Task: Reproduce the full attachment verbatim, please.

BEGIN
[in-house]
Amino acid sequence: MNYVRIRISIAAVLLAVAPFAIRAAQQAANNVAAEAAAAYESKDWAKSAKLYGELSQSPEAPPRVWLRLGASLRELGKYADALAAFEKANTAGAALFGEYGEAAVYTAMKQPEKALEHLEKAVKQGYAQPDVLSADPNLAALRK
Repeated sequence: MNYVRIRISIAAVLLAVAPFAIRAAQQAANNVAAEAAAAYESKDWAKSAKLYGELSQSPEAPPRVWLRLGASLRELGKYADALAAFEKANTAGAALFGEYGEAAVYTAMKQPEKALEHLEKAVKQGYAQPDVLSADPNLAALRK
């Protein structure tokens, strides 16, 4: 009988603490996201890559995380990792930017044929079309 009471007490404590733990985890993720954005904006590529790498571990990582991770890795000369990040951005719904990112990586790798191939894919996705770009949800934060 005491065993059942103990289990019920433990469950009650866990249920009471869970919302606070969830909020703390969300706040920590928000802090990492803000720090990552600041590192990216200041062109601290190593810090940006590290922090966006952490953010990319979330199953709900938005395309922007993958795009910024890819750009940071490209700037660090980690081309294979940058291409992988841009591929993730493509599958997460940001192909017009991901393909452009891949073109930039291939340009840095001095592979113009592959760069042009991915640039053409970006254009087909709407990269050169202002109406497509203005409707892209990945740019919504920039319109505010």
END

[in-house]
Amino acid sequence: MNYVRIRISIAAVLLAVAPFAIRAAQQAANNVAAEAAAAYESKDWAKSAKLYGELSQSPEAPPRVWLRLGASLRELGKYADALAAFEKANTAGAALFGEYGEAAVYTAMKQPEKALEHLEKAVKQGYAQPDVLSADPNLAALRK
Repeated sequence: MNYVRIRISIAAVLLAVAPFAIRAAQQAANNVAAEAAAAYESKDWAKSAKLYGELSQSPEAPPRVWLRLGASLRELGKYADALAAFEKANTAGAALFGEYGEAAVYTAMKQPEKALEHLEKAVKQGYAQPDVLSADPNLAALRK
């Protein structure tokens, strides 16, 4: 009988603490996201890559995380990792930017044929079309 009471007490404590733990985890993720954005904006590529790498571990990582991770890795000369990040951005719904990112990586790798191939894919996705770009949800934060 005491065993059942103990289990019920433990469950009650866990249920009471869970919302606070969830909020703390969300706040920590928000802090990492803000720090990552600041590192990216200041062109601290190593810090940006590290922090966006952490953010990319979330199953709900938005395309922007993958795009910024890819750009940071490209700037660090980690081309294979940058291409992988841009591929993730493509599958997460940001192909017009991901393909452009891949073109930039291939340009840095001095592979113009592959760069042009991915640039053409970006254009087909709407990269050169202002109406497509203005409707892209990945740019919504920039319109505010």